"username":"vcenter_user",
    "password":"VMware1!",
    "datastore":"vsanDatastore",
    "datastore_iso":"ISO",
    "cluster": "Management",
    "network": "VLAN70",
    "winrm_username": "Administrator",
    "winrm_password": "VMware1!"
}

Things to note:

  • Lines 9-10: these need to match what is defined in Autounattend.xml file (see next section)

Windows 10

Now we need to start defining how our Windows 10 box will be built. Before we do that, upload the Windows 10 and VMware Tools ISOs (defined in windows-10.json) to the datastore defined in variables.json. As I configure my Windows desktop to use the pvscsi driver, you will also need to upload the floppy image for this too. This is defined at line 43 of windows-10.json, but if you don’t use it you can ignore that and hack it out.

Create a folder under the root folder called setup. Download the Autounattend.xml file from here and save it to this folder.

Create a command script called vmtools.cmd in the setup folder using:

@rem Silent mode, basic UI, no reboot
e:\setup64 /s /v "/qb REBOOT=R"

Lastly, create a PowerShell script called setup.ps1 with the following and save it to the setup folder:

$ErrorActionPreference = "Stop"

# Switch network connection to private mode
# Required for WinRM firewall rules
$profile = Get-NetConnectionProfile
Set-NetConnectionProfile -Name $profile.Name -NetworkCategory Private

# Enable WinRM service
winrm quickconfig -quiet
winrm set winrm/config/service '@{AllowUnencrypted="true"}'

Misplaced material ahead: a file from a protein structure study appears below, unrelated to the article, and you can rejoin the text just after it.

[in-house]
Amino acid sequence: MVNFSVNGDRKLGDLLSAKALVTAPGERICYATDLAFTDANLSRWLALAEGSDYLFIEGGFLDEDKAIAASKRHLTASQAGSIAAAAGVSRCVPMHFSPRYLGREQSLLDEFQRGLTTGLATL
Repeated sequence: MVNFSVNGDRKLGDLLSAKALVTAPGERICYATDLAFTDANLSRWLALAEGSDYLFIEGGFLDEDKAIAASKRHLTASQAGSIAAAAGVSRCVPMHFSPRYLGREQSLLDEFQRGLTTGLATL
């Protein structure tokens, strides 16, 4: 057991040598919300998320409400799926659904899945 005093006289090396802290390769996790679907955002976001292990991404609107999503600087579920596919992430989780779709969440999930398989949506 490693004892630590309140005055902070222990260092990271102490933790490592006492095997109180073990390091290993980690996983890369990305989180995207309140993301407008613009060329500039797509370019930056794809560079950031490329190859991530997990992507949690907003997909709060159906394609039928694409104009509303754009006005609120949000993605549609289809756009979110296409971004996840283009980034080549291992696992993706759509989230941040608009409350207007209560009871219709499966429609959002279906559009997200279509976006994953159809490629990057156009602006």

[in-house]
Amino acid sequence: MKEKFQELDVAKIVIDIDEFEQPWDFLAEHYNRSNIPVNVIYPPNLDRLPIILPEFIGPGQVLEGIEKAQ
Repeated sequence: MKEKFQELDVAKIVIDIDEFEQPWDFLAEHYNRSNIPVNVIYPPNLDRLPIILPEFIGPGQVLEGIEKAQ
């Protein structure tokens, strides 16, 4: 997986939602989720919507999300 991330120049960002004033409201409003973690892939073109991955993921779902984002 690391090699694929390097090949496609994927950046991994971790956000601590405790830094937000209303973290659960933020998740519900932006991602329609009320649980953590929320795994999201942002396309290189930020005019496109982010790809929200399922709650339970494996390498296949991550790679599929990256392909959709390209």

winrm set winrm/config/service/auth '@{Basic="true"}'

# Reset auto logon count
# https://docs.microsoft.com/en-us/windows-hardware/customize/desktop/unattend/microsoft-windows-shell-setup-autologon-logoncount#logoncount-known-issue
Set-ItemProperty -Path 'HKLM:\SOFTWARE\Microsoft\Windows NT\CurrentVersion\Winlogon' -Name AutoLogonCount -Value 0

You should now have enough to stand up the base build.

Try it…

In the root folder, run the following:

packer build -force -var-file variables.json windows-10.json

If all goes well, then you should get some green text appearing in your terminal window:

Coming in spicy...

Coming up

In part 2 of this series will install our VDI agents, before moving on to automate the entire solution in part 3.

36 thoughts on “Automating VDI Template Creation with VMware Code Stream and HashiCorp Packer – Part 1: Building Windows

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  3. Pingback: Automating VDI Template Creation with VMware Code Stream and HashiCorp Packer – Part 2: Installing the VDI Agents | virtualhobbit